Effects of child health on housing in the urban U.S
AbstractThis study exploits an exogenous health shock--the birth of a child with a severe health condition that is considered by the medical community to be random--to investigate the effect of that shock on the family's housing situation. We use population-based data from an urban birth cohort study in the U.S. that oversampled non-marital births, resulting in a relatively disadvantaged sample that may be particularly susceptible to the effects of adverse life events. The health conditions were recorded in the infants' hospital medical records and coded by a pediatric consultant to capture conditions that are considered both severe and random. Seven different housing outcomes in the domains of quality, crowding, and stability were assessed from maternal interviews and in-home assessments when the children were 3 years old. We found that poor child health increases the likelihood of both overcrowding and homelessness and that it may also increase the likelihood of having inadequate utilities and generally poor housing quality. The effect sizes ranged from 1 to 17 percentage points, depending on the measure of poor child health and housing outcome.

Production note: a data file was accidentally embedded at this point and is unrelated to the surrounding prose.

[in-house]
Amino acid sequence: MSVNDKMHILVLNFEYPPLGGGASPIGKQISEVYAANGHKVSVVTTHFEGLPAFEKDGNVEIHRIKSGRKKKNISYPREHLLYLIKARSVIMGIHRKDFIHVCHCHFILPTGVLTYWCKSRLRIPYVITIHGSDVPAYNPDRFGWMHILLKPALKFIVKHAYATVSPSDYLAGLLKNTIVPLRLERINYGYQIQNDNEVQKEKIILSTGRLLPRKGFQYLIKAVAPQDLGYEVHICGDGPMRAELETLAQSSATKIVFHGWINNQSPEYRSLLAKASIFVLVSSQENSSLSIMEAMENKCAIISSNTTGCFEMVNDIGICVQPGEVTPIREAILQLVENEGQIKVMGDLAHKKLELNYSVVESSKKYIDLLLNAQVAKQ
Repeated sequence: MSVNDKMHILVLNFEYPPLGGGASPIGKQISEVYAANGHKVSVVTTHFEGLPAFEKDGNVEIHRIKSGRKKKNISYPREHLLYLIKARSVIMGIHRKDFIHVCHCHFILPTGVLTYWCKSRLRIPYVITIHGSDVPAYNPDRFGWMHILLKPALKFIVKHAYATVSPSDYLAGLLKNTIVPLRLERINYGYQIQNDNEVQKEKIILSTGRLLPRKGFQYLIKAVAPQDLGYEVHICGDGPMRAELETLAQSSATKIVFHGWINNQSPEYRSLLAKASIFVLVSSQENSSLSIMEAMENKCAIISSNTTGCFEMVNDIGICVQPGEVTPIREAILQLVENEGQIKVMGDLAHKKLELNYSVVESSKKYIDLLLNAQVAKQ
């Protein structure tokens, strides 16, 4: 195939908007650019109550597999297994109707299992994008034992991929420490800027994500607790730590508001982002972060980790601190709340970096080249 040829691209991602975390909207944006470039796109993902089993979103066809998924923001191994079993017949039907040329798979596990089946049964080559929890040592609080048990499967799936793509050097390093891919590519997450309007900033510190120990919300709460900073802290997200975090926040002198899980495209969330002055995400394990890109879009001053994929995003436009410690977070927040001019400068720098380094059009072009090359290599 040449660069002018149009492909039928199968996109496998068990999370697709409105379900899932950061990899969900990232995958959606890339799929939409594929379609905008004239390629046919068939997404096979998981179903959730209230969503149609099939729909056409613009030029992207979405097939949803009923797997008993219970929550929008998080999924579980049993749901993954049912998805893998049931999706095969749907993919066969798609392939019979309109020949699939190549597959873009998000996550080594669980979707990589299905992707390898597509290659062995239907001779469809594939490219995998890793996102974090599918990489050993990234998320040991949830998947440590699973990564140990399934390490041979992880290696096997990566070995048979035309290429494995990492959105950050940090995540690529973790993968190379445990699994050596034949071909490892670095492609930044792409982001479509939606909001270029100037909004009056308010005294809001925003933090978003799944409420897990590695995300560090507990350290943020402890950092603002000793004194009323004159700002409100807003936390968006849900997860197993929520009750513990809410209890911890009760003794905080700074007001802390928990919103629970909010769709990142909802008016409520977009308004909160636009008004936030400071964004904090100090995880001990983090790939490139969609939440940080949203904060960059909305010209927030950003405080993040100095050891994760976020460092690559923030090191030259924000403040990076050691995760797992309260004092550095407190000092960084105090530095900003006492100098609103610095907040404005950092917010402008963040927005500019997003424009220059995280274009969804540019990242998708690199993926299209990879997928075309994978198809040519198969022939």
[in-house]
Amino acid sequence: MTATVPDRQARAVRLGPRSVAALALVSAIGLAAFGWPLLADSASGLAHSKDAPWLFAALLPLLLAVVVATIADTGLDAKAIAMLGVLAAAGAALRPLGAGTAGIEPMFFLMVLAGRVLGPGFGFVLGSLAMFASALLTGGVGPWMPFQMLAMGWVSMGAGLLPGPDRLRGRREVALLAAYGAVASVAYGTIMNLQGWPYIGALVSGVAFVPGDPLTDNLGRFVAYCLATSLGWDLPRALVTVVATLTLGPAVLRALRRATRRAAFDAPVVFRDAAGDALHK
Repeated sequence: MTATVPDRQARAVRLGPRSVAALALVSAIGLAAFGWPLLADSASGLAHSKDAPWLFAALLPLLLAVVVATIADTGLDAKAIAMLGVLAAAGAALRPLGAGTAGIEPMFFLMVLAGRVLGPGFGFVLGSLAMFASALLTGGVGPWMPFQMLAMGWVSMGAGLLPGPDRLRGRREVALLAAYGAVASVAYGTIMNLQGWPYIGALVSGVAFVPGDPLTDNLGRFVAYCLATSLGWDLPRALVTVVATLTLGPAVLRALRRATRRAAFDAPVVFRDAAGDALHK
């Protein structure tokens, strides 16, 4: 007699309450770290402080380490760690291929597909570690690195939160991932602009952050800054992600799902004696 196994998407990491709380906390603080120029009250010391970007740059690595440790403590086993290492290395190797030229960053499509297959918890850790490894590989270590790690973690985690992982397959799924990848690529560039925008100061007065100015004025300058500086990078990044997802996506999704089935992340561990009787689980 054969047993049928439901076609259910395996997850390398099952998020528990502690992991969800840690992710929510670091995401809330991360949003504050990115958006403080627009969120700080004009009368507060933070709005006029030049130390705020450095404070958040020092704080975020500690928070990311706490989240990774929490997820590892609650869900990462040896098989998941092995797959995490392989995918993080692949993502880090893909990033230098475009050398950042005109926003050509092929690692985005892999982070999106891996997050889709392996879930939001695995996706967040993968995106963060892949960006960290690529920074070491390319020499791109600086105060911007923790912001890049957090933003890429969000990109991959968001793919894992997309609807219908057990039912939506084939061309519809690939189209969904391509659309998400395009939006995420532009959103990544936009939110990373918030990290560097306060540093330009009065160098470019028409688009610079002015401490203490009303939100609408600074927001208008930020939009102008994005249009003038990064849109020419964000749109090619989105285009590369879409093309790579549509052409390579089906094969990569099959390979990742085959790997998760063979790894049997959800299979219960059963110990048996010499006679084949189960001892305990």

Download InfoIf you experience problems downloading a file, check if you have the proper application to view it first. In case of further problems read the IDEAS help page. Note that these files are not on the IDEAS site. Please be patient as the files may be large.
Bibliographic InfoArticle provided by Elsevier in its journal Social Science & Medicine.
Volume (Year): 71 (2010)
Issue (Month): 12 (December)
Contact details of provider:
Web page: http://www.elsevier.com/wps/find/journaldescription.cws_home/315/description#description
You can help add them by filling out this form.
CitEc Project, subscribe to its RSS feed for this item.
- Marah A. Curtis & Hope Corman & Kelly Noonan & Nancy E. Reichman, 2012. "Life Shocks and Homelessness," Working Papers 1374, Princeton University, Woodrow Wilson School of Public and International Affairs, Center for Research on Child Wellbeing..
For technical questions regarding this item, or to correct its authors, title, abstract, bibliographic or download information, contact: (Zhang, Lei).
If references are entirely missing, you can add them using this form.